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My original plan was to focus on people who have physical disabilities that have left them relying on walking aids.

For me (I am also a young disabled person), I would be less interested if it only focused on physically disabled people because there's a stigma out there about disability where if "you don't look disabled" your condition isn't real. So if you are not writing this from an own voices perspective and are not a member of the disabled community, I would encourage you to research invisible illness and the stigma associated with disabilities you can't easily see.

As to whether this is too niche... I would suspect you might be dealing with a small target audience. When I find fiction featuring disabled characters, many of those books have a comparatively low number of reviews compared to similar books without a main character in a wheelchair, or a main character struggling with a disabling bone disease.
 
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Lou Trent

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Thank you for your feedback. I was born with a physical disability that left me relying on walking aids from a young age and I have found, personally, that there is a lot of stigma associated with young people who do have a physical disability, although the stigma is of a different type to invisible illnesses.
 

KBooks

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I enjoyed a short story collection put together by a group of authors that released I think last fall. It had maybe 12 stories, all with main characters with conditions that ranged from chronic pain disorders, physical disabilities, seizure disorders... it was very well-rounded. Not quite the same as what you're planning as it was fiction, but a great read.

If you want to focus on a narrower subset, that may help with marketing to that subset of readers. I was just suggesting that widening your focus to include narratives from people with invisible illness/disability (chronic pain, MS, migraine, fibromyalgia, mental illness, etc) might potentially increase your readership, too.
 

aspirit

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If it's possible for you to handle well, I suggest adding non-binary people, an intersex person, or a trans woman and a trans man to the interviews. Something other than 12 cisgender men and women. (Some intersex people are cisgender; that would work, too.)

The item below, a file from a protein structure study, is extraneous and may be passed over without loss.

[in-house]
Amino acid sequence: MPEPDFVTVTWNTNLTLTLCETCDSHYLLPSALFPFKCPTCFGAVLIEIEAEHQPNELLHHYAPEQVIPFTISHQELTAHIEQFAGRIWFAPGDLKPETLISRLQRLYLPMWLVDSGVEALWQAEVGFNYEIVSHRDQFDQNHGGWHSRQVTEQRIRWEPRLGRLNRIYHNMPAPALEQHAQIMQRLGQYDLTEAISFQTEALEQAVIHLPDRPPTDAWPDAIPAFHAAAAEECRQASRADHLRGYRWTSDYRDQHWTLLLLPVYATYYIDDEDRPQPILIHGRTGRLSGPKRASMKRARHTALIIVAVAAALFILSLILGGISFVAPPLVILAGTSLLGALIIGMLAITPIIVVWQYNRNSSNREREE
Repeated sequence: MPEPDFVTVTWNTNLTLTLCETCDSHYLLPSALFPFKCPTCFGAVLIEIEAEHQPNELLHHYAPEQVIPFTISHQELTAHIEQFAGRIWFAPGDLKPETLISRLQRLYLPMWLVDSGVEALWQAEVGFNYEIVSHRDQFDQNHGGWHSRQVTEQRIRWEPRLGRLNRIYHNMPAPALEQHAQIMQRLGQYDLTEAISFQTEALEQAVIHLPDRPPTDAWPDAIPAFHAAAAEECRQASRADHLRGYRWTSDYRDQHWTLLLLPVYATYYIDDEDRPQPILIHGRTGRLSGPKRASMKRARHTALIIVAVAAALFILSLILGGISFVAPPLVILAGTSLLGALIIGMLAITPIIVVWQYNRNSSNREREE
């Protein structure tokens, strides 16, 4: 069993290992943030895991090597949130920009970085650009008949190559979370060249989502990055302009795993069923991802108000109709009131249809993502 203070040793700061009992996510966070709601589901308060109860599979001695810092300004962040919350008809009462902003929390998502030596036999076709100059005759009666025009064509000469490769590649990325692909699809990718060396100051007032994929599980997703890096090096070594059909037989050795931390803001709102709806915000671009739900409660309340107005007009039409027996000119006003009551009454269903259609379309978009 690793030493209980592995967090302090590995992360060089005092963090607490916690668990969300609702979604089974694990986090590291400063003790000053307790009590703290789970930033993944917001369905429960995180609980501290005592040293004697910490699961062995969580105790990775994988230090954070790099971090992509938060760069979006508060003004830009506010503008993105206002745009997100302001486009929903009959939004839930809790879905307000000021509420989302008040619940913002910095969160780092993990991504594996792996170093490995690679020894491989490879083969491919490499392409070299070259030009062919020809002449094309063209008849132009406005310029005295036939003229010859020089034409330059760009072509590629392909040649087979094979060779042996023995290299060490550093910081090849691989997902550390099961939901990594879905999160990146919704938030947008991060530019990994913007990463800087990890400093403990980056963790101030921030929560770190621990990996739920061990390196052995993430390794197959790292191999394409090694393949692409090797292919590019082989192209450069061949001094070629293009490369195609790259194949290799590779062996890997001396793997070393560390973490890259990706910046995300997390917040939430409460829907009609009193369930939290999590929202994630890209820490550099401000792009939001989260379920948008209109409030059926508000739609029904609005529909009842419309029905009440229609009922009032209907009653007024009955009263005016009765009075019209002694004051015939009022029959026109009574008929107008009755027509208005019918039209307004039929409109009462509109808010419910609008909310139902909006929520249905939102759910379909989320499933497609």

Different socioeconomic statuses and ethicities would be good, too.

I'd be curious to reading about how mobility disabilities are handled in the UK, but I wouldn't bother much with a book that was all about people who don't have the additional medical challenges that come along with ambiguous sex or gender characteristics. My question as a reader would be "Do people like me have it easier or harder in parts of the UK?" If I don't see anyone like me, I personally am not going to care.

Also, I think spoons are overused. That's a very basic metaphor that muddles discussion about how one can out of energy to deal with one thing (like walking) while have energy stores for other activities (like working) that don't wear out the same way. While a note about the spoons metaphor could be nice-'especially if interviewees talk about it--a spoons theme could be annoying.
 

aspirit

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PS: I'm in my mid-30s and use a cane as needed. FWIW.
 

Lou Trent

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Of course, I think that I have a lot more to think about when it comes to who I speak to for the interviews. I do appreciate all of your your feedback.